The other day I saw two women in their twenties who confirmed that thesis. In one the difficulty came from a physical problem. As a young child she was found to have a cystic hygroma of her mesentery and had to have most of her small intestine removed. She has adapted well, although she needs regular vitamin B12 injections because she no longer has any terminal ileum, which is where this vitamin is absorbed. But for the past six weeks she has had severe diarrhoea which followed a course of antibiotic. My partner had sensibly requested stool cultures to look for Clostridium difficile infection which she fortunately doesn't have, but the diarrhoea has persisted. It is probably just a “normal” tummy bug exaggerated by her very short gut, but we shall have to keep a close eye on her. I have given her some loperamide to try and have referred her to the gastroenterologists because she hasn't had any “expert” review for many years.
In the other case the problem was cultural. This young woman has started to develop very small varicose veins on the back of her legs with a bit of aching. The trouble is that she arrived recently from another European country and expects the pills or other treatment which she would receive back home. My difficulty was compounded by language, for her English is basic and she was unable to understand my explanation that those pills are known to be ineffective and that the NHS will not offer treatment for minimal varicose veins. More importantly, I could not sweeten this unpalatable message with my usual charm and tact. As she caught the drift of what I was saying an incredulous look appeared on her previously smiling face. “You don't know!? You must send me to see another doctor!” I find it hard to say “no” to good looking young women, especially when they are gesticulating wildly at me. She is entitled to a second opinion on the NHS, and I have asked the vascular surgeons to provide one.
There's an interesting letter in this week's BMJ (British Medical Journal) from Graeme Mackenzie who recently gave up full time general practice after twenty years. He says “the work rate of most GPs is damaging to both doctors and patients” and that “GPs are efficient and cheap because they half do things”. But in recent years standards have been rising and GPs have been trying much harder to do a better job. Dr Mackenzie doesn't think we can continue to do that unless we have a lot more time per patient.
In our practice we are still trying to give that time, and consequently usually run late. Today I saw a young man as a “temporary resident” at the end of surgery, so he had to wait about forty minutes to be seen. He was registered with us a decade ago and is now staying briefly near the surgery before settling in another part of town. He asked me whether the doctors there were as good as our practice. “I've been to a lot of surgeries in this country and abroad, and I like it here. You have to wait a lot, but its friendlier.” I was pleased by the compliment, but I don't know how long we shall be able to remain friendly.
Traditionally the last surgery before a GP goes away on holiday is a real stinker, and this evening was no exception for me. Among the delights were a husband and wife with numerous complaints who recently joined the practice and whose voluminous notes have just caught up with them. As I wrote last time I saw them “we must keep a clear head about these problems”. Then there was a young woman brought by her anxious parents. She is a new patient so we have no notes, she has a flare-up of her chronic depression and might be suicidal. After careful assessment I thought she wasn't, and sent her home after arranging appropriate follow-up. A little later came an elderly man who has been faint and sweaty with low blood pressure for two weeks. Has he had a silent heart attack or is it due to worry about his poorly wife? If he did have a heart attack two weeks ago he has not developed heart failure, and is already on a beta blocker, ACE inhibitor, aspirin and a statin for his other illnesses, so I let him go home. These last two cases involved pragmatic decisions which left me holding the uncertainty, and if either of them die in the near future I may have to “justify my decision” as the GMC so cheerfully puts it. The problem is that these tricky decisions require careful enquiry and thought, which can't be rushed. Then they have to be discussed with the patient and documented, which takes more time. It's not easy. As this marathon surgery neared its end I saw a patient with a minor problem, which was just as well as the staff were champing at the bit wanting to go home. But “while I'm here” her Probation officer thought that she should see someone for her stress and anxiety. Ha! Time perhaps for my second in-depth psychiatric assessment of the evening? Brief discussion suggested that her symptoms of stress and anxiety were commensurate with the pickle that she found herself in. I reassured her that she did not have a mental illness, and wished her luck.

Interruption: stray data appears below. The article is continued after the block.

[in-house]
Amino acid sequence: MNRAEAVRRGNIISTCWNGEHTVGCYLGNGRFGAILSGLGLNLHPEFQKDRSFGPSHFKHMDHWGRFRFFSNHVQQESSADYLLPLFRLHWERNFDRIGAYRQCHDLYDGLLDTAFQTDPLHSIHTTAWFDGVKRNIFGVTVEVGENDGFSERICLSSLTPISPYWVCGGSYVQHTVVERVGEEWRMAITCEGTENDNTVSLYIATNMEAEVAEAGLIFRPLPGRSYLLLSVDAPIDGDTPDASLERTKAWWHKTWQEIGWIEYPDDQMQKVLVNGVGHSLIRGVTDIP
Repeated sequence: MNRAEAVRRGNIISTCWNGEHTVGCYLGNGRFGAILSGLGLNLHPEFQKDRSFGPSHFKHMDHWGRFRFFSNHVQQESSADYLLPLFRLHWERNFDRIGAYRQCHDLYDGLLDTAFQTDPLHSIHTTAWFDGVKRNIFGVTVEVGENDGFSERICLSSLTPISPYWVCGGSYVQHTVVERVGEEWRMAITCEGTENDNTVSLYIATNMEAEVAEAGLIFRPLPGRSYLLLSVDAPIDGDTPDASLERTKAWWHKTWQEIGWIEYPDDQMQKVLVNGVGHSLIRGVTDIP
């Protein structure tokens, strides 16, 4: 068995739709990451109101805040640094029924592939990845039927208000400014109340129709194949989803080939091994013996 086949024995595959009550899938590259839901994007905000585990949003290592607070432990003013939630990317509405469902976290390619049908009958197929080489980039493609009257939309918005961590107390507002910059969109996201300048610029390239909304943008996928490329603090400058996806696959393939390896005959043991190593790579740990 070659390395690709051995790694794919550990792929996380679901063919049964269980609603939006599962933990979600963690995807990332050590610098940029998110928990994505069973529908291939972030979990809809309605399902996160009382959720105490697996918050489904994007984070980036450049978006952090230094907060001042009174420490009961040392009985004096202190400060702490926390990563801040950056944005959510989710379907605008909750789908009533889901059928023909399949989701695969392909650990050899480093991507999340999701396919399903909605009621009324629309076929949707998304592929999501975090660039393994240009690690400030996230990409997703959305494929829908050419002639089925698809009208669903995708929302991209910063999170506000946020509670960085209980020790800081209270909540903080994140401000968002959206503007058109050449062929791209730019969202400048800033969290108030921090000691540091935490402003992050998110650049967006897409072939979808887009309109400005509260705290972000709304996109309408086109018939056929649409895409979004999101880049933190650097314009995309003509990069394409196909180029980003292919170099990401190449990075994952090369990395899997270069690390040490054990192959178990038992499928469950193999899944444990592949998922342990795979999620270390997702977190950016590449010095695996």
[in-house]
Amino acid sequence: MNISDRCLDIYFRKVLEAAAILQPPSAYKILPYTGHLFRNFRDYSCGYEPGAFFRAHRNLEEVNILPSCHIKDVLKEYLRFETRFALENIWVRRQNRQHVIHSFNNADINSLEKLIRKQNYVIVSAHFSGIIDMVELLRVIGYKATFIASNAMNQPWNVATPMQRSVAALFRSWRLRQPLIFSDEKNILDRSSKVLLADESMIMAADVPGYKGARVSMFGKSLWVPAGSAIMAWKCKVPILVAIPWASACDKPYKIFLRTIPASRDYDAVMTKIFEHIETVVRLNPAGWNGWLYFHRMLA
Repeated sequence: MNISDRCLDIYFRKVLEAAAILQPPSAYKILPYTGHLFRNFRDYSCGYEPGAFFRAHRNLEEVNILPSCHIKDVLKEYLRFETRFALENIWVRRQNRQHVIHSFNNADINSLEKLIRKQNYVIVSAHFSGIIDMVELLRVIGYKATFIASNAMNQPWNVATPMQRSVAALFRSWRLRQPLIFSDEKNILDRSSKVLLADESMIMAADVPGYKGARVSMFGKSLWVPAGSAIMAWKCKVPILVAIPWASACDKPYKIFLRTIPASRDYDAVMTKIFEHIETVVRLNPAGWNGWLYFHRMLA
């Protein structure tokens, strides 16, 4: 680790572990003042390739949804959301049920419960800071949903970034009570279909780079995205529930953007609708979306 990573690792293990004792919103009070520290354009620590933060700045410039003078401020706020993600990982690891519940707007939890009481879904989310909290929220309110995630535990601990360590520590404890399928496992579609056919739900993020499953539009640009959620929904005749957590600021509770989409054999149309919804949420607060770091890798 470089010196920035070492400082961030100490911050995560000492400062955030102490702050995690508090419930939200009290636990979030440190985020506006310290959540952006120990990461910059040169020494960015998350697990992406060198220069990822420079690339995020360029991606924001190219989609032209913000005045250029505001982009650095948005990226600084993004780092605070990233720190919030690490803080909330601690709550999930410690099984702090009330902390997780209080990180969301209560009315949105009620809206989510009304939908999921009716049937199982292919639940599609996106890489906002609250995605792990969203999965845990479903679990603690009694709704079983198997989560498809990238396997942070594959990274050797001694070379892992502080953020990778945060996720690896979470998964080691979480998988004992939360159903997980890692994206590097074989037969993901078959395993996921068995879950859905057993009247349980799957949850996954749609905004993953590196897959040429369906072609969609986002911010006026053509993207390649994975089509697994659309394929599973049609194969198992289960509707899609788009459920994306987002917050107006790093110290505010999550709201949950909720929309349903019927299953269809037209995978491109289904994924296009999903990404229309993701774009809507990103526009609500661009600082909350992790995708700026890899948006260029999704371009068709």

But all bad things come to an end, like the good ones. I have survived another term of work and can now enjoy a little relaxation far from the madding waiting room. Ian Anderson got it right:
Nothing is easy,So let's go and have them! :-)
You'll find that the squeeze
Won't turn out so bad.
Your fingers may freeze,
Worse things happen at sea,
There's good times to be had...